Alexandre Dumas once wrote, “He who has felt the greatest grief is best to experience supreme happiness.” It was July 2015, when an 18-year-old me turned the last page of Count of Monte Cristo. It is a book I have cherished ever since, and this quote made me realize that the agony I was feeling would eventually subside, giving way to be filled with bliss once more.
Truth be told, I stopped attending regular school since the age of thirteen. For most teenagers, high school life is the springtime of one’s lives – but that was not the case for me. From the very moment I learned to perceive, I became conscious of others. I had initially believed I could be better than what I was, but the opposite took place. I became the opposite of the person I wanted to become. Despite my perseverance, I kept failing, and I considered myself a failure for not reaching the position in life that I had crafted for my future. As of September 2010, and by thirteen, I had already been bullied, depressed, and had endured sickness. It was the darkest hour of my life. My adviser thought I was stupid; my classmates dubbed me an attention seeker—a mere distraction; and the friends I thought were my trusted well-wishers betrayed me, and the friendship we shared vanished in an instant. In the eight months that followed, I was officially a home-schooled student. I locked myself in my room, refusing to leave the one place where I could conceal myself to shed my tears of anguish. I was hurt by something most wouldn’t understand—it was too painful, and I didn’t have any esteem left.
In 2008, I was diagnosed with migraine. At fourteen, I developed anorexia and bulimia, which adversely affected my health further resulted in hypokalemia and hypoglycemia, confining me to hospitals and medication for several days. I could only just catch glimpses at students walking the streets – they seemed lively; and yet, here I was, miserable and nearly destroyed. In 2014, I found out I had developed epilepsy along with hyperthyroidism and polycystic ovaries. I accepted what God had destined for me and I knew it was time to carry my own cross. Then, I took a long look at myself in the mirror; I wanted to discover who I was and what I wanted to become, exactly who I wanted to be. I kept searching for what I wanted in life and swore never to give up until I had found what I desired the most. From that day onward, I began building my confidence, guts, and be the Mercy I was meant to be. I strove to keep pace with self-development lessons I had neglected paying heed to. Reading business magazines became my daily routine, and I would often ask my father to bring the modules I was supposed to complete to the hospital. Though I had to take ten medications a day, I viewed my illness as a challenge to be met rather than a suffering. I had dreams I wanted to achieve, and this drove me on every single day, which became my reason to move forward. And at the high school graduation for batch 2012–2013, with God’s grace shining on me, I graduated with excellent academic records—the gold medal I had always yearned for.
The next chapter of my life was yet to begin, and in April of the same year, I reached out to universities and institutions that could possibly provide individualized instruction. Most rejected my application, but the only school that believed in me and accepted me, when I was sixteen, was La Consolacion College, Bacolod (LCC). I first met the guidance counselor, Mrs. Rhea Linaja, and the Dean of Business Information Technology, Dr. Nenette Padilla. On May 25th, I received a phone call, informing me that the Vice President for Academic Affairs, Dr. Ma. Mercedes A. Joson, wished to see me. A meeting was arranged the very next day, and we conversed about my medical condition and my situation at that point. At the end of the conversation, she uttered some words that I will never forget, words that completely changed my life: “Mercy, you have a lot of potential that must not to be wasted. La Consolacion will gladly accept you.” I nearly broke down—it was nothing short of a miracle that took place that day.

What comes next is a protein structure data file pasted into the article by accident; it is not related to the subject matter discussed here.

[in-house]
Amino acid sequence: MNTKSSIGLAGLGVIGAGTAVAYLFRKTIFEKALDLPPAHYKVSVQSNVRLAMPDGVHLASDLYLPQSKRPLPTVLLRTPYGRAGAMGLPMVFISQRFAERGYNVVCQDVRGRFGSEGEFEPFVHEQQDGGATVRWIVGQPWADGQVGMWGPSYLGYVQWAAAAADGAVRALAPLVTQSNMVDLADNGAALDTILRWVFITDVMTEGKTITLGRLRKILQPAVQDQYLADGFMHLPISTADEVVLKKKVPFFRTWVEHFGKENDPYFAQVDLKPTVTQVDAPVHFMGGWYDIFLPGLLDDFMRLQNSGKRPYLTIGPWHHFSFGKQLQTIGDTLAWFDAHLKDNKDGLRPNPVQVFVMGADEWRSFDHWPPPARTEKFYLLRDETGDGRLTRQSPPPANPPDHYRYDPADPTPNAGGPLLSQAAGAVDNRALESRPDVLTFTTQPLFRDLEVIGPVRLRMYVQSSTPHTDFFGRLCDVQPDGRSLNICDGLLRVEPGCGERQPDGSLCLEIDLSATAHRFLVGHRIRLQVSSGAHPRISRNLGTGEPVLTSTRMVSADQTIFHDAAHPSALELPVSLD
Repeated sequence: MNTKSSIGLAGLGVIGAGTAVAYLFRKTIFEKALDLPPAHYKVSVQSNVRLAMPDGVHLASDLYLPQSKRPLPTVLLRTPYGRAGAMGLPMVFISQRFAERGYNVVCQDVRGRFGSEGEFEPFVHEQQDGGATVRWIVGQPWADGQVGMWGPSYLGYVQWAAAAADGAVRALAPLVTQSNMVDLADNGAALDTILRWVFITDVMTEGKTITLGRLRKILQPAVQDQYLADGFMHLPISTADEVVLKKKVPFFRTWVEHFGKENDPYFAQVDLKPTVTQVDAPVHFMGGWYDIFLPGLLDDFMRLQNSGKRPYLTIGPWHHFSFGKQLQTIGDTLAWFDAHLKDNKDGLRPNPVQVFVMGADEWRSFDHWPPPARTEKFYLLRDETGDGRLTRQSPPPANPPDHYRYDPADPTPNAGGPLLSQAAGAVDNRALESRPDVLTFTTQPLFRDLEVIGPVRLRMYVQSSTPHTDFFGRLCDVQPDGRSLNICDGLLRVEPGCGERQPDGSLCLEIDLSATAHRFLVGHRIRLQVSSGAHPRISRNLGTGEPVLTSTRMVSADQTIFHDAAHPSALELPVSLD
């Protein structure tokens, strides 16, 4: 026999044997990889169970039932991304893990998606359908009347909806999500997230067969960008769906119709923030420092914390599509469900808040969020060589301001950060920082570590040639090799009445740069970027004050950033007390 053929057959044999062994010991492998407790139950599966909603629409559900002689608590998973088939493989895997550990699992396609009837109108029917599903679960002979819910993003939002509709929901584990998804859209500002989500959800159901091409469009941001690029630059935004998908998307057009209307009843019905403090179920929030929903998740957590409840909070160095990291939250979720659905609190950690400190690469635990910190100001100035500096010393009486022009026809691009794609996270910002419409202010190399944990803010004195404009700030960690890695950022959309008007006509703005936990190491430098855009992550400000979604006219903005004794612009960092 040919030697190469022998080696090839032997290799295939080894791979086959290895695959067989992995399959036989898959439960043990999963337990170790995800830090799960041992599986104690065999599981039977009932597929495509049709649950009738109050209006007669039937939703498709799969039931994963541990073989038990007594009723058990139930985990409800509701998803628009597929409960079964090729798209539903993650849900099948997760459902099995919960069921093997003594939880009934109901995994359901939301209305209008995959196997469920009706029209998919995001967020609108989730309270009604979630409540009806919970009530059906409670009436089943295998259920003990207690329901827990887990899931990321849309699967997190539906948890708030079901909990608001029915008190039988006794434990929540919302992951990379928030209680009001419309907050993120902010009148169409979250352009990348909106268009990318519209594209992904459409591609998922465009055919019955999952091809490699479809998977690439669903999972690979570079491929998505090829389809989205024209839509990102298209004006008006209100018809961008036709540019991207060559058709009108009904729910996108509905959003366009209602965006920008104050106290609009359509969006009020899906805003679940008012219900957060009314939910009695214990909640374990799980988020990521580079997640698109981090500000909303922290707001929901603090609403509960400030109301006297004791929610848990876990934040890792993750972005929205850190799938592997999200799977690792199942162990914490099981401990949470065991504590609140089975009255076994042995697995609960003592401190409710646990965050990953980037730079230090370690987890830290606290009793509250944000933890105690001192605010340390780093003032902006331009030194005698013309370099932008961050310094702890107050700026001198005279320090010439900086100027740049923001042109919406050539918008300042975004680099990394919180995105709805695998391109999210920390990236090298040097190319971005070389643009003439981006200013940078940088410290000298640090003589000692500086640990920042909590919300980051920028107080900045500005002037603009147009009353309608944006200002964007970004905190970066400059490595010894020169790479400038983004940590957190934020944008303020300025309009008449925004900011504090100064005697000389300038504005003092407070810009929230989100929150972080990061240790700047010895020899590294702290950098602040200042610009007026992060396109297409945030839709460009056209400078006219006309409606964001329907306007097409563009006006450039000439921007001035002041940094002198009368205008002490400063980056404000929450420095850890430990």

It has been five years since then, and with each passing day, I have made all the efforts that I could to thank LCC for this opportunity to grow and to make most of this chance to pursue higher studies. Through persistent determination, I realized, success can be achieved.
I became a stock market trader at eighteen and a foreign exchange trader the following year. I have three books published on Amazon: a novel and two collections of poems and short stories. Writing was my first love, though I never knew these skills would lead me to become a published author.
I have survived the storm. After five years, in 2017, I met the person who had bullied me the most, almost ruining my life at that point. The moment she came towards me, I realized that I had already forgiven her. She was not the strict teacher I used to know and had changed to a soft-spoken person. She held my arms, as though everything that had happened was deep in the past.
I have forgiven my adviser as well as my classmates. It was a tough time for me and my family, but I rose up from the dead and came back to life. At last, I have now understood what Alexandre Dumas meant. I now know the true meaning of happiness, and how I seek to define it.